Campus, News

BU ends 2021 fiscal year on high note, but employees still struck by cost-cutting measures

Boston University annual report 2021
The Boston University sign outside of South Campus dorms. Some faculty members have expressed discontent with certain expense reduction measures the school enacted last year while reports showed that BU finished the 2021 fiscal year with good financial results. SOPHIE PARK/DFP FILE

Despite a projected budget shortfall of $264 million for 2021, stemming from uncertain student attendance in light of the COVID-19 pandemic, Boston University finished the fiscal year with sound financial standing.

President Brown gave an overview of the steps the University would be taking to reduce budget expenses in a letter sent out to faculty dated June 29, 2020. These included freezing salary increases for faculty and staff and contributions to the University’s retirement program, as well as furloughing and laying off 250 faculty and staff members.

“These actions and other savings amount to a decrease of $168 million in expenses in the FY2021 University budget and cover approximately 68 percent of the shortfall,” Brown wrote.

However, according to a letter penned by Garry Nicksa, BU’s treasurer and chief financial officer, in the 2021 fiscal report, total assets grew to $8.3 billion that year due to “outstanding returns” on the University’s endowment investments.

Some faculty members expressed discontent with some of the cost-cutting measures the University implemented last year, adding the end-of-fiscal-year results merit they be appropriately compensated today.

“For those of us who lost money during the pandemic because our salaries were frozen, or we didn’t have a retirement contribution, it felt a little bit like a slap in the face,” said Molly Monet-Viera, a master lecturer in the Romance Studies department. “Why not just re-compensate us exactly what we should have been compensated?” 

According to fiscal reports from 2020 and 2021, BU’s revenue from operating activities took a hit last year, down almost $36 million from 2020 and approximately $57.7 million from 2019. 

The school announced it was suspending in-person classes on Mar. 11, 2020, three months before the end of the 2020 fiscal year.

However, because the University cut operating expenses by over $80 million in 2021, net assets from operating activities remained high — $143.5 million in 2021 compared to $98.6 million in 2020, almost back to the pre-pandemic asset gains in 2019.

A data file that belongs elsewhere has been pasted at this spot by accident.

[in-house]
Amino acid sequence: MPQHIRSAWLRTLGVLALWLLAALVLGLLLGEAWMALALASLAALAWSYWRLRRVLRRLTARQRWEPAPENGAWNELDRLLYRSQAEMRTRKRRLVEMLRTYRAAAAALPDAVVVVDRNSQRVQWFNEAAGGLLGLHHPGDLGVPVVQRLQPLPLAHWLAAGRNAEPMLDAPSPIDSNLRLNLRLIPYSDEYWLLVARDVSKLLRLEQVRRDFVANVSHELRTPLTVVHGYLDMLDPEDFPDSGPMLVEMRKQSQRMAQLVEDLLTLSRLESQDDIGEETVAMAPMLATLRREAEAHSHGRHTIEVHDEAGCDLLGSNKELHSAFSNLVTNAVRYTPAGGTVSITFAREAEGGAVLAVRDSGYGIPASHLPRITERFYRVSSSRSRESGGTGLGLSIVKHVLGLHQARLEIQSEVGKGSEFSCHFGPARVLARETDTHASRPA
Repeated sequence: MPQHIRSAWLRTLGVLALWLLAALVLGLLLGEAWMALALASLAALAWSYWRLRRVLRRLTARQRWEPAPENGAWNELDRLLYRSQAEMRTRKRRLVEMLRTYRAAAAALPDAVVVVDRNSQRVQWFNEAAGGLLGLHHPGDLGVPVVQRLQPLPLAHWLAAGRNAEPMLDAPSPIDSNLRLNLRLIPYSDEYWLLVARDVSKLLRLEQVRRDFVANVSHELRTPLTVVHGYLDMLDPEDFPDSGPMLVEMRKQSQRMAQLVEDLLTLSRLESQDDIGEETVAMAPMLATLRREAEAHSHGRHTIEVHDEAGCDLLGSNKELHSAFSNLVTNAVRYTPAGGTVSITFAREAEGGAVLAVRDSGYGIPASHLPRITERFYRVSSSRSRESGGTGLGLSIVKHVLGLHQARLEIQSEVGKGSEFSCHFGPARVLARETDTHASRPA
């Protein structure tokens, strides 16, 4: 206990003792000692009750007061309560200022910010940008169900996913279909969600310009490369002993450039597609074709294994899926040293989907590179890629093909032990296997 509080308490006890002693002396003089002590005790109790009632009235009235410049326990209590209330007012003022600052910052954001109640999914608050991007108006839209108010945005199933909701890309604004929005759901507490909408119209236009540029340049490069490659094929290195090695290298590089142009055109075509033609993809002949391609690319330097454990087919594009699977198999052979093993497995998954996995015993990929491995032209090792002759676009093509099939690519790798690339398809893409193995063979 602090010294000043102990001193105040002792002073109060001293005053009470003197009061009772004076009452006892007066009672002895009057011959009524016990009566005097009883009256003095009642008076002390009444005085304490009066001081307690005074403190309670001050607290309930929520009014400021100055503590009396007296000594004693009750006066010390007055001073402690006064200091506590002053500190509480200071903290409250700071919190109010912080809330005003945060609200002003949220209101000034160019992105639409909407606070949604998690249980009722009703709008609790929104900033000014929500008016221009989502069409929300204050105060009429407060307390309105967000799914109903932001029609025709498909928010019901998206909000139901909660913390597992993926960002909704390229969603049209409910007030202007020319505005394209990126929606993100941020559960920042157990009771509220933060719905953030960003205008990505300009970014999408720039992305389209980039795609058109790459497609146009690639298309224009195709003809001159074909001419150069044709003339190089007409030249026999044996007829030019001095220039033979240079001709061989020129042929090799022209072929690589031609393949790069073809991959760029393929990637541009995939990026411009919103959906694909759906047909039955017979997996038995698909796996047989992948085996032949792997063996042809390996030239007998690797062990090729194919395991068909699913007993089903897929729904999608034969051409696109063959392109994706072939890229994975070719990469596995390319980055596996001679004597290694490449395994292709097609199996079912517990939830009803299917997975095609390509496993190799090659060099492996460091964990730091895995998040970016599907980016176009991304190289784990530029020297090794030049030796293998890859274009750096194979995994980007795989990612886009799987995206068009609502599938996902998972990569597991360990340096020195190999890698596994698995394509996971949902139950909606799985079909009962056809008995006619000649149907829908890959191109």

President Brown wrote in an April 2021 letter to faculty that retirement contributions have been reinstated this year, adding BU additionally implemented an across-the-board 2% salary and wage increase to make up for lost raises in 2021, according to a similar letter sent out in May. 

Monet-Viera said the reinstituted retirement contribution wouldn’t compensate faculty “dollar for dollar what they were supposed to give us last year.”

Monet-Viera said the decision had been particularly frustrating to many faculty because of the “optics” of seeing construction on the new Center for Computing and Data Science continuing throughout the school year.

“They continued on with the data science project at the expense of, it felt like to us, our compensation,” Monet-Viera said. “It feels like they are more a real estate corporation than they are an educational institution sometimes.”

Additionally, the University’s endowment grew to $3.4 billion by the end of the fiscal year, representing a year-over-year increase of $956 million.

BU spokesperson Colin Riley said, unlike some other private universities, BU is a tuition, rather than endowment, dependent school. 

Harvard College’s endowment, which currently stands at around $53.2 billion, contributed more than $2 billion to the school’s operating budget, according to the school’s 2021 fiscal report. 

BU’s endowment “provided annual operating support in the form of income distributions of over $90 million,” Nicksa wrote in the financial report.

“The endowment… contributes a small amount to Boston University’s operating budget each year,” Riley said. “But it is not something that would be used to address a particular financial issue that arose. We actually budget in the operation budget for contingencies.”

Maggie Mulvihill, an associate professor in the College of Communications, said she had mixed feelings about the school’s budgeting decisions in 2021.

“I was not pleased that my retirement benefits got cut,” Mulvihill said. “Because obviously what we’ve got stashed away for our senior years is critically important. And so it was not welcome news.”

Mulvihill added BU, where she has been teaching for 12 years, is “very generous with benefits,” more so than “any employer I’ve worked for, which has mostly been extremely lean newsrooms.”

“We get some deep benefits here, as employees — phenomenal health care, dental care, life insurance,” Mulvhill said. “Lot’s of employees don’t go this far, so I think you have to do these individual calculations.”

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One Comment

  1. From a staff perspective… It is unsustainable to not have a living wage increase. Getting to work during the height of the pandemic and to testing sites in a way that felt safe without owning a car added up to an additional $200 a month. That coupled with cost of living skyrocketing is very dire for staff. Prior to the pandemic Bridging BU did not afford transparency to staff on what data and statistics were used to map jobs. That transparency is available for faculty. Multitudes of staff were placed in categories that did not value their intellect or work. Departments have been gutted with no communication on how we can get back to the work we love.